Slowed enough by the atmosphere that the flames outside die,
We glide deeper, layer upon layer, into the gas giant,
Inevitably towards crush depth; but until then, what a view.
I did the best I could, all right? It was for their own good. I was trying to help them, to save them, from their baser nature, from their sin, their disobedience, their willfulness and wantonness. I was trying to bring them back into grace before it was too late, not just for them but for society.
Some of them I couldn't save. Some were destined for long lives of debasement and self-abuse, and if I spared them that, if I spared them from deeper, eternal torment at the hands of the Devil by sending them to their judgment early, then that's a mercy, isn't it? Isn't it?
It's not for you to judge me: it's for God and God alone. I am his instrument. You're just a detective, reeking of the sins of tobacco and alcohol and probably hiding worse. You'll see. He'll protect me from man's pathetic law.
Walks up, smile creeping into a smirk, all confidence and swagger, doesn't say hello or introduce himself or ask my name, just delivers the line like it's a shibboleth of the players' club, a magic word that opens me up like a secret corridor to a pharaonic queen's chamber of otherworldly treasures.
I let him buy me a drink, but every word that passes between my lips is a subtle hint of disinterest, designed so that he will hate himself later for not getting the hint more than for clarity in the moment.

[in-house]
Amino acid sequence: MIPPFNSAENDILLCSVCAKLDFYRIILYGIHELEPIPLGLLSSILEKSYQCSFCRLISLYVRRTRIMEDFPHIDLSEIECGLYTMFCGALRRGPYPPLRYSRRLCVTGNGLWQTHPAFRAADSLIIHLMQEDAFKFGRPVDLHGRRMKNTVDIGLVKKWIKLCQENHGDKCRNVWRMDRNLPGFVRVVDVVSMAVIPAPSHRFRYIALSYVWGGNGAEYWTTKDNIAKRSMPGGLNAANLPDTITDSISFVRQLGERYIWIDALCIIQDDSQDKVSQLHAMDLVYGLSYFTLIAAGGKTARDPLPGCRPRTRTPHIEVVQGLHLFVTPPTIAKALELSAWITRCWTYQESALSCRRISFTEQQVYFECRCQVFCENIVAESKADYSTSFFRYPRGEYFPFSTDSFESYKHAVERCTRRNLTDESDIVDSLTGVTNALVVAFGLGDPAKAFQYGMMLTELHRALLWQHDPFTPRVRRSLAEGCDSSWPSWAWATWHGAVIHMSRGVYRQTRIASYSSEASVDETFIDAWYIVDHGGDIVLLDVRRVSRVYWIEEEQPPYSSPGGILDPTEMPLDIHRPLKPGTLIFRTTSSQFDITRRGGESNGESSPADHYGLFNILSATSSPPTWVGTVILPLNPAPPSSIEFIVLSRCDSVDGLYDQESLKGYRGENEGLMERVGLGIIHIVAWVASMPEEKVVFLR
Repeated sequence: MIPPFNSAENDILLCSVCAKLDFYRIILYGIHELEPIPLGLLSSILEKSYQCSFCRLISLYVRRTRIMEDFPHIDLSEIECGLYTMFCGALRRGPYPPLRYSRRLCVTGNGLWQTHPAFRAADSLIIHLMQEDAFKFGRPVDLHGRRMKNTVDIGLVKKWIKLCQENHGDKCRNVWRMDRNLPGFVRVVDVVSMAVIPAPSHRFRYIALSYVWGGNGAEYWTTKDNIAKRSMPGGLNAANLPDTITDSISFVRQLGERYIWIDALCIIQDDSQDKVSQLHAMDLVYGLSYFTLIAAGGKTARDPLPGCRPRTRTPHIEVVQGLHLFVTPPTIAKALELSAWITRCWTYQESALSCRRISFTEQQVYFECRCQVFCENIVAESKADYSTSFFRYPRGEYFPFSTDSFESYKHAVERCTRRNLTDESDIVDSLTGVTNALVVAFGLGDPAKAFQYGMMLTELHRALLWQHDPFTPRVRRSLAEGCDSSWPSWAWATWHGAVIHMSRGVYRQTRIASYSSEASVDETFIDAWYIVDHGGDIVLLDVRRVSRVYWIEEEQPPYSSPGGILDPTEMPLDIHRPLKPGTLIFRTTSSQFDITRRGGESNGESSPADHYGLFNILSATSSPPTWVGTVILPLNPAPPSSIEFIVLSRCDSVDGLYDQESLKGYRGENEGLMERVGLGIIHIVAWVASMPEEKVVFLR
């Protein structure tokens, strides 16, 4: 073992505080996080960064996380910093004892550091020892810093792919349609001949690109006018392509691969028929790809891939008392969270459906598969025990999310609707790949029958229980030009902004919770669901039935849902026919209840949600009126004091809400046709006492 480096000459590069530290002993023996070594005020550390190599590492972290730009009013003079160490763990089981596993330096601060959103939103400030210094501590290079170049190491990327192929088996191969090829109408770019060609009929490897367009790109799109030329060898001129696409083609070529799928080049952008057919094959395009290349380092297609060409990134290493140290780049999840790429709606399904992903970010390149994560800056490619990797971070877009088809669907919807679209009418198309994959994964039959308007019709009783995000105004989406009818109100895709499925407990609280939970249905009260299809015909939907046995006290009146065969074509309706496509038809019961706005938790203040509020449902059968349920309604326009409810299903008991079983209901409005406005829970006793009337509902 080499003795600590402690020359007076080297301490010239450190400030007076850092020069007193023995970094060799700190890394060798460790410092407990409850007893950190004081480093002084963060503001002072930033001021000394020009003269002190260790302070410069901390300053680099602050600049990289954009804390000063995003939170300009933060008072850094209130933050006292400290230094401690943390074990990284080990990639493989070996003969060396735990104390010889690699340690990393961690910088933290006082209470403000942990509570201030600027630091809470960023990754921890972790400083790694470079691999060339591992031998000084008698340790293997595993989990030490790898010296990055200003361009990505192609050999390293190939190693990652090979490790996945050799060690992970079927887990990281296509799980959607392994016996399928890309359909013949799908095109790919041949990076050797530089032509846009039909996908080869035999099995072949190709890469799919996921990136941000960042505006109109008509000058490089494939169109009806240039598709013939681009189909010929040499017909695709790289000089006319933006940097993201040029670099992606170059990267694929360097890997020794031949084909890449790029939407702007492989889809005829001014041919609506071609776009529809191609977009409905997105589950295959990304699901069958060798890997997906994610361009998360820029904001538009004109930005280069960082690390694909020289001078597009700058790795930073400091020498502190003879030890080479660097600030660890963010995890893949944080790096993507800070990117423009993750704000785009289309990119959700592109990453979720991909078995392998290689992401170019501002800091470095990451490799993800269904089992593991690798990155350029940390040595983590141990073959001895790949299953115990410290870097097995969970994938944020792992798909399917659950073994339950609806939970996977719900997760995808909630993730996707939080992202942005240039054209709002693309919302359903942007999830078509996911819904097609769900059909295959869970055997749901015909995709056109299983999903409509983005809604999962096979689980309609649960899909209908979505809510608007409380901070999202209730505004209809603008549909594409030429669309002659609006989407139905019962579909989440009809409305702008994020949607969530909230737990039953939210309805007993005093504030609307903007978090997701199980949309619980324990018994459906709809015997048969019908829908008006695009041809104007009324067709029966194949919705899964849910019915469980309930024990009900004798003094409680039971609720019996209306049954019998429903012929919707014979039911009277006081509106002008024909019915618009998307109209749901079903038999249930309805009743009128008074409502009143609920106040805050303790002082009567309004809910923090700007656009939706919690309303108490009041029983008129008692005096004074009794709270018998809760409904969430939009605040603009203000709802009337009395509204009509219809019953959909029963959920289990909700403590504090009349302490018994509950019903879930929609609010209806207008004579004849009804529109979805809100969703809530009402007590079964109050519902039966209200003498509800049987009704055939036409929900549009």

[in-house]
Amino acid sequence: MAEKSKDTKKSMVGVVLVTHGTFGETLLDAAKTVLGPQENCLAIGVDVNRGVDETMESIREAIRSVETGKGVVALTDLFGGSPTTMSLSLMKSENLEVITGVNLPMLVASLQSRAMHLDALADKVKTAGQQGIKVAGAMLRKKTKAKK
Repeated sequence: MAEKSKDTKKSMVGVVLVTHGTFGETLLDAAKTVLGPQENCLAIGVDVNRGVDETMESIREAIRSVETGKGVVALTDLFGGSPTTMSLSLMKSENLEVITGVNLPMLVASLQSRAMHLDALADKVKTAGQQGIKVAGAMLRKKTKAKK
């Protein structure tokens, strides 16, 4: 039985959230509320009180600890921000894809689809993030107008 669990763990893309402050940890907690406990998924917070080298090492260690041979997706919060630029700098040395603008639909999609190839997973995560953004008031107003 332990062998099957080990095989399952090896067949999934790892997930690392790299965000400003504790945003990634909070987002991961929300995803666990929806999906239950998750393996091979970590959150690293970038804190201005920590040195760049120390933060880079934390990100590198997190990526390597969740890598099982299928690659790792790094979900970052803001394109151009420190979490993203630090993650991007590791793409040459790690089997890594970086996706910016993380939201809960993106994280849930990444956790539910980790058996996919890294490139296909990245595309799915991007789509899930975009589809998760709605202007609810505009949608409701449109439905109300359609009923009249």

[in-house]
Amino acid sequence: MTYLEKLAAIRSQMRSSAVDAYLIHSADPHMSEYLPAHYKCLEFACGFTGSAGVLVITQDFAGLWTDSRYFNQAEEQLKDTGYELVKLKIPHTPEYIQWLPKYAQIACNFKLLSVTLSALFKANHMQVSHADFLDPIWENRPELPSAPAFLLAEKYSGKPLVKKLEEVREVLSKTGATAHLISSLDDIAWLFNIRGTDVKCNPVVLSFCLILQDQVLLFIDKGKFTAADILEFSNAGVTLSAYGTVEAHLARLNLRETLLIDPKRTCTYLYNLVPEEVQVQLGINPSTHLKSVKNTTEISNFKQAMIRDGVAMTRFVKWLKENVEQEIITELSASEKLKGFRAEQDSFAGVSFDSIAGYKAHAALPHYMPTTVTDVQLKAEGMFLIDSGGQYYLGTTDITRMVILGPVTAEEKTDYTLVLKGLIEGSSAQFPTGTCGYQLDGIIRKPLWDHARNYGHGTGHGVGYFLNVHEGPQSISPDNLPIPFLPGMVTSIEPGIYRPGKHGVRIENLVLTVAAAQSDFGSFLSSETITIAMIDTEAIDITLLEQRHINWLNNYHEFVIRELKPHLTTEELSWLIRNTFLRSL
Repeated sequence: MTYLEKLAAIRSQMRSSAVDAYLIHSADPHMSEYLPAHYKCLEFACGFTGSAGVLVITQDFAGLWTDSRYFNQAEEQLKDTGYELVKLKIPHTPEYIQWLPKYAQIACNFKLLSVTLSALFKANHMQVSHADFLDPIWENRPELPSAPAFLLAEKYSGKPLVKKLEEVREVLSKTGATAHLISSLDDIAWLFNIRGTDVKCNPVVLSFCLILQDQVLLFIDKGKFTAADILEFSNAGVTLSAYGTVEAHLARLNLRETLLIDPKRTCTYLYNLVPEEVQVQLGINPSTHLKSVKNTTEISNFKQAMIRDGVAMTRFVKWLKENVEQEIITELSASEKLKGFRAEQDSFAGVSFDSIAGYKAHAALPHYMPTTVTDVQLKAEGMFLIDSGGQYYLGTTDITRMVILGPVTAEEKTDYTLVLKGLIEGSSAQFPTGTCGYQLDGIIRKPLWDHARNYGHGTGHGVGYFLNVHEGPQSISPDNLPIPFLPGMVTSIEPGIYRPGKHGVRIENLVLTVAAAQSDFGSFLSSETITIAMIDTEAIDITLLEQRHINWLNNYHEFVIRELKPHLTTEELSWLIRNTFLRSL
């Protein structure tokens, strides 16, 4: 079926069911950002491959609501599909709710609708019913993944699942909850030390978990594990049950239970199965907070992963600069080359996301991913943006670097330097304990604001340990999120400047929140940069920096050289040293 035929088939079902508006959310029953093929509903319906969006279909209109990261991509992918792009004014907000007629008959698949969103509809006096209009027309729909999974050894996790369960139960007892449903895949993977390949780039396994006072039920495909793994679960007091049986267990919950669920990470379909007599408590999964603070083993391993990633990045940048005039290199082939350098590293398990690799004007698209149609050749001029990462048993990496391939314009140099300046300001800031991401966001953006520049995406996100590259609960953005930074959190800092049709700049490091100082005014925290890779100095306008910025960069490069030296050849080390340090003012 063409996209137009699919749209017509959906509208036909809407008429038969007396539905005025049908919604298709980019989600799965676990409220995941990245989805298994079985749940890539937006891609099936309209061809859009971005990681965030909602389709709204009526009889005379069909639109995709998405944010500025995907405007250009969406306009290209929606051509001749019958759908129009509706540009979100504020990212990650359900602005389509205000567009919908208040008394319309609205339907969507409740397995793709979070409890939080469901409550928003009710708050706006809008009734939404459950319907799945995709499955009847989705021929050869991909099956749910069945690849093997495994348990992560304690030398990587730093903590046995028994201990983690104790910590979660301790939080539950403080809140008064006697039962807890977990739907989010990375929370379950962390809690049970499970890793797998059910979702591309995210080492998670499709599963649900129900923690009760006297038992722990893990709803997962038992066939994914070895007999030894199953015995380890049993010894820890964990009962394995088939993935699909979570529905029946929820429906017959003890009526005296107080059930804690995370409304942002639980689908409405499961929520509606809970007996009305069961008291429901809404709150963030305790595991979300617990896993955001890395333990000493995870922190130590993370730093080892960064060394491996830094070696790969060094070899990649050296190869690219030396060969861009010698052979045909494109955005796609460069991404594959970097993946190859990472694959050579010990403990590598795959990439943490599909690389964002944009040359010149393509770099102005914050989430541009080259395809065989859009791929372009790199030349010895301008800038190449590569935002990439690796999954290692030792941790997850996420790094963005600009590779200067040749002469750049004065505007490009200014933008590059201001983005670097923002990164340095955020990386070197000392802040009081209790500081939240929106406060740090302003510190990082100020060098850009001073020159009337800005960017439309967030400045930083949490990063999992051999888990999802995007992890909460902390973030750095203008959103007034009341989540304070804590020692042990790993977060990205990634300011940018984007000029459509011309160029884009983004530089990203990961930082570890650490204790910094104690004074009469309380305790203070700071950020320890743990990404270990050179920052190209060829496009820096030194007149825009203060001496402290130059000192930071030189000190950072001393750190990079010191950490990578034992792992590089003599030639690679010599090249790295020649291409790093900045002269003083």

I have fucked so many guys meeting his exact specifications; he will never know how many, or why I was not disposed to add to the total, or what he missed thereby.
A girl in the bathroom gave me this lipstick, mine having been lost in the cab or on the dance floor or left on a table somewhere in this club or another, saying, "Here, use mine, it's called Standards. You put this on those lips, and you don't kiss any frogs, you don't blow anybody in the parking garage out of pity or boredom, you don't settle for anything less than Prince motherfucking Charming, baby."
Mae in the pool blindfolded at night, mouth full of whole milk, counting four-one-thousand five-one-thousand so she's sure I'm ready to take the picture. I already have her lounging on a chair with an actual cigarette, standing in the doorway with a tumbler full of whiskey, in the kitchen laughing and absent-mindedly tugging up her bandeau top. She doesn't mind the camera, doesn't mind my eyes following her around as afternoon rolls into evening and slides into night.
I don't know if there will be more pictures later, but there is a twinkle in her eye hidden behind that blindfold.